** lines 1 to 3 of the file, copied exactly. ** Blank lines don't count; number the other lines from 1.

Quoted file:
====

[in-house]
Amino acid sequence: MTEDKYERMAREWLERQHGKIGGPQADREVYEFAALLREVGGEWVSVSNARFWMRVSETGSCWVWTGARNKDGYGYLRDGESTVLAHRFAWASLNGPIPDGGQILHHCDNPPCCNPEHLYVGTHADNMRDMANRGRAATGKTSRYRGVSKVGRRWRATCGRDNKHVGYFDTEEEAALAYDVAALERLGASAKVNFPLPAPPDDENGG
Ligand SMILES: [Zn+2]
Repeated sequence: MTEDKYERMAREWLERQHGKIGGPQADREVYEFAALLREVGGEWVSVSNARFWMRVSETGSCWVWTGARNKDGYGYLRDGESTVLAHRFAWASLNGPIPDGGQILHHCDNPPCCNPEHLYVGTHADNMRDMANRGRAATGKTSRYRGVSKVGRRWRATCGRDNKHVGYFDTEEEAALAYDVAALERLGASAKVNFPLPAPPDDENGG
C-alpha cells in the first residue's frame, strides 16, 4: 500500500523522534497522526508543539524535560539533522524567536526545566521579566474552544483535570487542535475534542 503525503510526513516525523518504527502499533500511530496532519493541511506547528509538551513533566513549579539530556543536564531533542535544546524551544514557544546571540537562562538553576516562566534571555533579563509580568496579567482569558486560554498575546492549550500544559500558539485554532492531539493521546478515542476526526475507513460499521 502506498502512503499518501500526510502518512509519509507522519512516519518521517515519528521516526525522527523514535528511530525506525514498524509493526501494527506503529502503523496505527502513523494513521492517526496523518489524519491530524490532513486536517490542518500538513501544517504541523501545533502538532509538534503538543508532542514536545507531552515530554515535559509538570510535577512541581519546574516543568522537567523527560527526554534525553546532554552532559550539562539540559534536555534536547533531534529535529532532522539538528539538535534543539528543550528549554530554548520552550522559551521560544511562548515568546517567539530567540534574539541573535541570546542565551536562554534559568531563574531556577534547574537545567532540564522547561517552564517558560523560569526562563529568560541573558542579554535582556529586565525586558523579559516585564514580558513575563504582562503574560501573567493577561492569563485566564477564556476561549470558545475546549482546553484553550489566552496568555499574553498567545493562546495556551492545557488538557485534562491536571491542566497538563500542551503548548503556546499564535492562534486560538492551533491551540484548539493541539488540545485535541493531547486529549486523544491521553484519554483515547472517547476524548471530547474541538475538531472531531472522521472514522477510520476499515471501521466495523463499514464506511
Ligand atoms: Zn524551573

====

[in-house]
Amino acid sequence: MTEDKYERMAREWLERQHGKIGGPQADREVYEFAALLREVGGEWVSVSNARFWMRVSETGSCWVWTGARNKDGYGYLRDGESTVLAHRFAWASLNGPIPDGGQILHHCDNPPCCNPEHLYVGTHADNMRDMANRGRAATGKTSRYRGVSKVGRRWRATCGRDNKHVGYFDTEEEAALAYDVAALERLGASAKVNFPLPAPPDDENGG
Ligand SMILES: [Zn+2]